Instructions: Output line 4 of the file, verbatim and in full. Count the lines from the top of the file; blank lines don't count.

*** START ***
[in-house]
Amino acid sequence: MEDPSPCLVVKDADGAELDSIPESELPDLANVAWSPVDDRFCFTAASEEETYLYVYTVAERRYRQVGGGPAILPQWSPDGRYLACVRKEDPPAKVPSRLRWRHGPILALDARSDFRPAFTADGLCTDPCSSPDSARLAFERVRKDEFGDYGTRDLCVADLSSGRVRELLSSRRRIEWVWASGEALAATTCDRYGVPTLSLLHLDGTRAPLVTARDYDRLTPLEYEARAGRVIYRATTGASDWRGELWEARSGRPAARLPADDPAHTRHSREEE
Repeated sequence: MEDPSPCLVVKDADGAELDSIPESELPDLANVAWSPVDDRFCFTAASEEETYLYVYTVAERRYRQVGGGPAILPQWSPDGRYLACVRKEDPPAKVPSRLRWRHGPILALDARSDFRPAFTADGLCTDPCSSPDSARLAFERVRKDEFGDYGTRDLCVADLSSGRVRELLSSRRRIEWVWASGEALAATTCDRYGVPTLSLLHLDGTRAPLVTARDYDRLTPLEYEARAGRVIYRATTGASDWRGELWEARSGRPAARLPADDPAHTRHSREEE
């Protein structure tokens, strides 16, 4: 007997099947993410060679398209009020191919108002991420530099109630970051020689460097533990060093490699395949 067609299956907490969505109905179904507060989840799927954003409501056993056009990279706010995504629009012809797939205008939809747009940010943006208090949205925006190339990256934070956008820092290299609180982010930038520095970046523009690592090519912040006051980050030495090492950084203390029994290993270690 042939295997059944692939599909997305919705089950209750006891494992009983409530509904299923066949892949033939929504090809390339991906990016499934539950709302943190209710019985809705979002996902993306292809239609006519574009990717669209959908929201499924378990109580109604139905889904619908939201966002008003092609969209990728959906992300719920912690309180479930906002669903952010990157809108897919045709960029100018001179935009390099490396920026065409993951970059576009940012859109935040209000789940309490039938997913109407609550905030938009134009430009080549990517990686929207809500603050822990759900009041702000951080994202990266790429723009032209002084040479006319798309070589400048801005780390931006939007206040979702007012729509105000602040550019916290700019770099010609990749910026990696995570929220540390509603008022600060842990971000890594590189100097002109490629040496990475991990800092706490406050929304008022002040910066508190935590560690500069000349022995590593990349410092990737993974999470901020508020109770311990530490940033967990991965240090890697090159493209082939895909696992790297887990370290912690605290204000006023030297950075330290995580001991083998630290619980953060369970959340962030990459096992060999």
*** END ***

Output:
């Protein structure tokens, strides 16, 4: 007997099947993410060679398209009020191919108002991420530099109630970051020689460097533990060093490699395949 067609299956907490969505109905179904507060989840799927954003409501056993056009990279706010995504629009012809797939205008939809747009940010943006208090949205925006190339990256934070956008820092290299609180982010930038520095970046523009690592090519912040006051980050030495090492950084203390029994290993270690 042939295997059944692939599909997305919705089950209750006891494992009983409530509904299923066949892949033939929504090809390339991906990016499934539950709302943190209710019985809705979002996902993306292809239609006519574009990717669209959908929201499924378990109580109604139905889904619908939201966002008003092609969209990728959906992300719920912690309180479930906002669903952010990157809108897919045709960029100018001179935009390099490396920026065409993951970059576009940012859109935040209000789940309490039938997913109407609550905030938009134009430009080549990517990686929207809500603050822990759900009041702000951080994202990266790429723009032209002084040479006319798309070589400048801005780390931006939007206040979702007012729509105000602040550019916290700019770099010609990749910026990696995570929220540390509603008022600060842990971000890594590189100097002109490629040496990475991990800092706490406050929304008022002040910066508190935590560690500069000349022995590593990349410092990737993974999470901020508020109770311990530490940033967990991965240090890697090159493209082939895909696992790297887990370290912690605290204000006023030297950075330290995580001991083998630290619980953060369970959340962030990459096992060999």